Directed by: Matt Reeves
Written by: Drew Goddard
Produced by J.J. Abrams
Distributed by Paramount Pictures
On sale at Amazon for $17.99 from April 22nd!
On sale at Play from £11.99 from June 9th!
Review by Ray DeRousse
The giant monster film, a constant feature of cinema since the days of Willis O’Brien and The Lost World, gets a Blair Witch makeover at the shaky hands of master-marketer J.J. Abrams. Ahhh … sweet, sweet manipulation!
There’s not much story to recount. Photogenic twenty-something Rob has received a promotion to “vice president” of a company in Japan. His photogenic friends – including his estranged girlfriend Beth – decide to throw a going away party for him in their improbably swanky loft in Manhattan. Then a giant monster attacks.
Here’s what I said in my original review at the film’s theatrical premiere:
The first ten minutes of the film are mostly annoying set up during the party. But with the first percussive tremor of the arriving monster, the film propels forward breathlessly. Director Matt Reeves and his crew gracefully choreograph the action despite the handheld camera technique used throughout. This is the first film since The Blair Witch Project to successfully use this “found footage” gimmick, and several sequences place the audience in harm’s way most effectively.
While Abrams has often denied any direct allusion to 9/11, the film’s true intentions become clear at the very beginning: the kids all run into the streets, crazy with fear, when the monster rips into a building right in front of them. The building collapses, and a giant cloud of debris whooshes down the street and right at us. It’s not only a nearly perfect copy of that horrible day in 2001 when we saw ghostly people running in the streets covered in dust amid floating paper; it’s vibrant and bold moviemaking.
The characters and the actors who portray them are pointless; these are not characters as much as they are various incarnations of the human survival instinct. Many of the plot machinations, when considered, are fairly standard and fairly stupid. However, in the moment, irrationality gives way to visceral thrills. This film has plenty of that to spare.
After watching the film again, I can definitely emphasize that my initial suspicions were correct; this film does not stand up to repeated viewings. Like Blair Witch before it, the film stands too squarely on its central gimmick: the first-person, found footage video. When viewed with foreknowledge of plot – and without an audience of thrill-seekers – the film deflates completely.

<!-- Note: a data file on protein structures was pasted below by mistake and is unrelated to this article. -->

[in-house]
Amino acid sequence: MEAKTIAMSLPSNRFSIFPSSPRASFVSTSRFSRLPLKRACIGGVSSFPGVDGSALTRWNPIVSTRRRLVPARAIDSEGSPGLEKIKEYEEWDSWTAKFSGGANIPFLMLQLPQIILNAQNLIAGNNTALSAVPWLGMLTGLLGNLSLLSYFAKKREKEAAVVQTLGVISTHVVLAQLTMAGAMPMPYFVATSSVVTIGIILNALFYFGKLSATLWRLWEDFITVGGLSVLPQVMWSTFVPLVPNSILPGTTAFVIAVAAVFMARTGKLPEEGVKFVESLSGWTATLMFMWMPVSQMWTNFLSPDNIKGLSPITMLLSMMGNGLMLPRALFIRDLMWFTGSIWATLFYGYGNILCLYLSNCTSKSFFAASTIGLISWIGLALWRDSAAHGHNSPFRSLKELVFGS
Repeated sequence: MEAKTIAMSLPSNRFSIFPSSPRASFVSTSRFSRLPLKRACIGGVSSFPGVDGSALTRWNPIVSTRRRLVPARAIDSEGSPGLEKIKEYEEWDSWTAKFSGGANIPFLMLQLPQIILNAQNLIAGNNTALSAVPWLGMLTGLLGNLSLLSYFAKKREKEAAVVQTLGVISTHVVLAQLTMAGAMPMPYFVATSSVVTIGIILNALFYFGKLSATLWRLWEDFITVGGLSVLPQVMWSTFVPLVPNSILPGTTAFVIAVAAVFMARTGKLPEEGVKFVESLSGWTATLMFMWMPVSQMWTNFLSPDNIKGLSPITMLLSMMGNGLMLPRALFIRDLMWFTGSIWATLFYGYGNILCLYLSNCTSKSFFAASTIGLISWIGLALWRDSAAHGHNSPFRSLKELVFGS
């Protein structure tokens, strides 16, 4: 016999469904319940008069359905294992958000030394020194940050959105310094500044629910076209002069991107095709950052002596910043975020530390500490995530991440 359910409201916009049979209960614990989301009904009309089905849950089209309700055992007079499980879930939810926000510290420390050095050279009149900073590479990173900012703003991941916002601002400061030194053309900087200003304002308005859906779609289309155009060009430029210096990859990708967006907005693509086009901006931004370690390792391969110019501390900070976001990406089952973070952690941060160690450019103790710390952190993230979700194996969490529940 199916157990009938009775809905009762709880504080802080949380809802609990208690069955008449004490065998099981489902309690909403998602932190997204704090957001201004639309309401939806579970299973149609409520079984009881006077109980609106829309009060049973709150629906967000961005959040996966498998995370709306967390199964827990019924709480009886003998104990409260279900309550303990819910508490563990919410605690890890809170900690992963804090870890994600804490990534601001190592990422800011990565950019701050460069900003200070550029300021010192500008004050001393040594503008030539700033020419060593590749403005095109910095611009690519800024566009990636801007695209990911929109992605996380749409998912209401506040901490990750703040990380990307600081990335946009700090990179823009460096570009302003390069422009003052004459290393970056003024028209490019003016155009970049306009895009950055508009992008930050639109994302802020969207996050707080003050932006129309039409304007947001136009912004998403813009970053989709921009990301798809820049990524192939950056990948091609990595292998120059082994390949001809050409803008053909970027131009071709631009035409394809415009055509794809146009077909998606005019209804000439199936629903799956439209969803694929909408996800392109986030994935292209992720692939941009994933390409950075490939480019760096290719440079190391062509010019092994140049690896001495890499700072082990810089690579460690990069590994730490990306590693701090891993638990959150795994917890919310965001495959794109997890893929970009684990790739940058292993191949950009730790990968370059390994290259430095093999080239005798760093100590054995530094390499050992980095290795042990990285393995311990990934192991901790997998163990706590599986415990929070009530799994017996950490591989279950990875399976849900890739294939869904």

This film exists only to provide a sensory experience, a moviegoing version of a rollercoaster. Once the ride has been taken, the accompanying thrills have been used up. Elements that bring movie lovers back to classics like Citizen Kane or Casablanca – seemingly-irrelevant elements like plot or character development – are sorely lacking from this film. Hell, even King Kong Versus Godzilla had more depth than this movie.
Some of this could be overlooked had Abrams and crew developed a better monster for this film. Let’s face it; a charismatic monster can carry a movie far. Gamera is about a goofy as monsters get, yet he is better than the ridiculous creature Abrams eventually foists on the audience in a series of poorly-chosen wide shots near the end. I realize that the monster was supposed to be alien and strange. But he rampages through New York without any sense of (am I really going to say this??) style or interest. Some of this problem results from the shaky, first-person cinematography, which denies us any cathartic money shots. Abrams has said repeatedly that he wanted to make an American version of the beloved and revered Godzilla. In this regard, the film is an unqualified disaster; Gino is closer to reaching that goal.